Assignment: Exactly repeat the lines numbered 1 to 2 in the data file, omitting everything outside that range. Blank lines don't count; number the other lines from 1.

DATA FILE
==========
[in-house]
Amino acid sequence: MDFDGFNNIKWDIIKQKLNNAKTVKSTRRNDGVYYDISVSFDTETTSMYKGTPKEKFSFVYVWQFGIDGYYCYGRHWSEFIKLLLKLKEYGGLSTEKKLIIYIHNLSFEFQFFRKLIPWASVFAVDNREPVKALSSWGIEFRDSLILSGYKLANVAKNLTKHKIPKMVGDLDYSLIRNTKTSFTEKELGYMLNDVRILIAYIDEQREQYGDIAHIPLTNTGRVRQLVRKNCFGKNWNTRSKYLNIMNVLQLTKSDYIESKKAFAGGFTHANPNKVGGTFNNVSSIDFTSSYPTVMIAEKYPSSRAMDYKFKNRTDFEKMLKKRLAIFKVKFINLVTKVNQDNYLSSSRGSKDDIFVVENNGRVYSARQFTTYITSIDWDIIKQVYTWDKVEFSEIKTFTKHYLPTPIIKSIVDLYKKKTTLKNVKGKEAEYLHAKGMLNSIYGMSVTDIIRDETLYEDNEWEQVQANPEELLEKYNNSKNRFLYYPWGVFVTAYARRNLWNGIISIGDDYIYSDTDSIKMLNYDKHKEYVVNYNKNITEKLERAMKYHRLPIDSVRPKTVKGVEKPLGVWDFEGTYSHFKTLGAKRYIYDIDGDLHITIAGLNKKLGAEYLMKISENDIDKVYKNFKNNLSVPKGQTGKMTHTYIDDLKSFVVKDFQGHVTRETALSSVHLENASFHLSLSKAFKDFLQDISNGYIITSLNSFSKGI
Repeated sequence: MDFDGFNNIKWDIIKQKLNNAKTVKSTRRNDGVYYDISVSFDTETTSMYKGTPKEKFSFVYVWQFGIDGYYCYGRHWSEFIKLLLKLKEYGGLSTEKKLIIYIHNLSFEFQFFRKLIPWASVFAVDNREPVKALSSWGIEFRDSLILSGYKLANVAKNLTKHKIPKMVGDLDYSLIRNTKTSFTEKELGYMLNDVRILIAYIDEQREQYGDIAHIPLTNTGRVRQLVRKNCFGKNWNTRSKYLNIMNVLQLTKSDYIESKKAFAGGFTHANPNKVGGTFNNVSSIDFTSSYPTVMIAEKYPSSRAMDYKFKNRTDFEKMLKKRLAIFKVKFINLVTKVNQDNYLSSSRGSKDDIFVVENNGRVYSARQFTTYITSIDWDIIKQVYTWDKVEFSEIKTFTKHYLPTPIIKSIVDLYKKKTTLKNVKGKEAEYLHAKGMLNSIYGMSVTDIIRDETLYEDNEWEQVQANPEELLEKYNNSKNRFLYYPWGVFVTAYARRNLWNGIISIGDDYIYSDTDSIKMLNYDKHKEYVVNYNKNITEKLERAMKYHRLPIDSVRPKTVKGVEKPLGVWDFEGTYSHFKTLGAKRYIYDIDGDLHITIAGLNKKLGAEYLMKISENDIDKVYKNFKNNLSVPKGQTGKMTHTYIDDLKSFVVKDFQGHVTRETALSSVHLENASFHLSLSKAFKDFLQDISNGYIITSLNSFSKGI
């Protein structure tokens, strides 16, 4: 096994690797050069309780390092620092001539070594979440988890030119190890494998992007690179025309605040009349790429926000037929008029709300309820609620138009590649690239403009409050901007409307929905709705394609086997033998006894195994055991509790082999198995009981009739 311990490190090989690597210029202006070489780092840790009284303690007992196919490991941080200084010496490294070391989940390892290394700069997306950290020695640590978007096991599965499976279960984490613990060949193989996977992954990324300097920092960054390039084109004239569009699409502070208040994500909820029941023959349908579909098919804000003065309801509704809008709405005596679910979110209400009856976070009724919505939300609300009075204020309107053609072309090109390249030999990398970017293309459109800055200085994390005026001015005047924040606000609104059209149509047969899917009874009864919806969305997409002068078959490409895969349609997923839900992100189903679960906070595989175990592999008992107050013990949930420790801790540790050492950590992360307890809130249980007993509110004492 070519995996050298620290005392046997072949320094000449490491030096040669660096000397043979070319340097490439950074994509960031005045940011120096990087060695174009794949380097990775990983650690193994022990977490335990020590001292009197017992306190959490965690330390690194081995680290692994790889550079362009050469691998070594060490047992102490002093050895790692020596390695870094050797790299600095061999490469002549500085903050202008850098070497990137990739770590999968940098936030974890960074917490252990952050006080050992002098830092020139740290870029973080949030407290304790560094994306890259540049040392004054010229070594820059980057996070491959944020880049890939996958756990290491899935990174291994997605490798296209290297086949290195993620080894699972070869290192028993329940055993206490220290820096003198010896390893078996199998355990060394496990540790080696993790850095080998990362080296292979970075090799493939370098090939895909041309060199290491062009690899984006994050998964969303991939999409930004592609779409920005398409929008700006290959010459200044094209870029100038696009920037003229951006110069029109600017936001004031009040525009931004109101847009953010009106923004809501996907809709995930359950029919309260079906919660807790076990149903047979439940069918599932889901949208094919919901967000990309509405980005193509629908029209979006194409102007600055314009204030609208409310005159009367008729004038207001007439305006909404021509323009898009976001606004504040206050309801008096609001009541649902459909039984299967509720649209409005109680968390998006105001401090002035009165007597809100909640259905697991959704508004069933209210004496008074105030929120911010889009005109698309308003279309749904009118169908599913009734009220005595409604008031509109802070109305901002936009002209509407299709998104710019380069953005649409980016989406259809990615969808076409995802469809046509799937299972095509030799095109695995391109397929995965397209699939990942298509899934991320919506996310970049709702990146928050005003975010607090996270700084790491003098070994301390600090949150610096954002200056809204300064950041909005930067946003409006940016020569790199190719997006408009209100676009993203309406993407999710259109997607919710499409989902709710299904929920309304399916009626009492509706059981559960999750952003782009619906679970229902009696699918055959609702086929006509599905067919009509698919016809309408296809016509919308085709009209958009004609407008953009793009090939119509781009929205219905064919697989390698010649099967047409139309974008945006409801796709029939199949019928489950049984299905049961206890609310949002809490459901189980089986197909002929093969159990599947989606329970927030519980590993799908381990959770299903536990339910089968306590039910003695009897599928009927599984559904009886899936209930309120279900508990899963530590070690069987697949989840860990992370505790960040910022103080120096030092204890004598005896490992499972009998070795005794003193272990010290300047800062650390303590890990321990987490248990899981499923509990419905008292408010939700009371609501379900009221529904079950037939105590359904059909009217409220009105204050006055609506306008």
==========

[in-house]
Amino acid sequence: MDFDGFNNIKWDIIKQKLNNAKTVKSTRRNDGVYYDISVSFDTETTSMYKGTPKEKFSFVYVWQFGIDGYYCYGRHWSEFIKLLLKLKEYGGLSTEKKLIIYIHNLSFEFQFFRKLIPWASVFAVDNREPVKALSSWGIEFRDSLILSGYKLANVAKNLTKHKIPKMVGDLDYSLIRNTKTSFTEKELGYMLNDVRILIAYIDEQREQYGDIAHIPLTNTGRVRQLVRKNCFGKNWNTRSKYLNIMNVLQLTKSDYIESKKAFAGGFTHANPNKVGGTFNNVSSIDFTSSYPTVMIAEKYPSSRAMDYKFKNRTDFEKMLKKRLAIFKVKFINLVTKVNQDNYLSSSRGSKDDIFVVENNGRVYSARQFTTYITSIDWDIIKQVYTWDKVEFSEIKTFTKHYLPTPIIKSIVDLYKKKTTLKNVKGKEAEYLHAKGMLNSIYGMSVTDIIRDETLYEDNEWEQVQANPEELLEKYNNSKNRFLYYPWGVFVTAYARRNLWNGIISIGDDYIYSDTDSIKMLNYDKHKEYVVNYNKNITEKLERAMKYHRLPIDSVRPKTVKGVEKPLGVWDFEGTYSHFKTLGAKRYIYDIDGDLHITIAGLNKKLGAEYLMKISENDIDKVYKNFKNNLSVPKGQTGKMTHTYIDDLKSFVVKDFQGHVTRETALSSVHLENASFHLSLSKAFKDFLQDISNGYIITSLNSFSKGI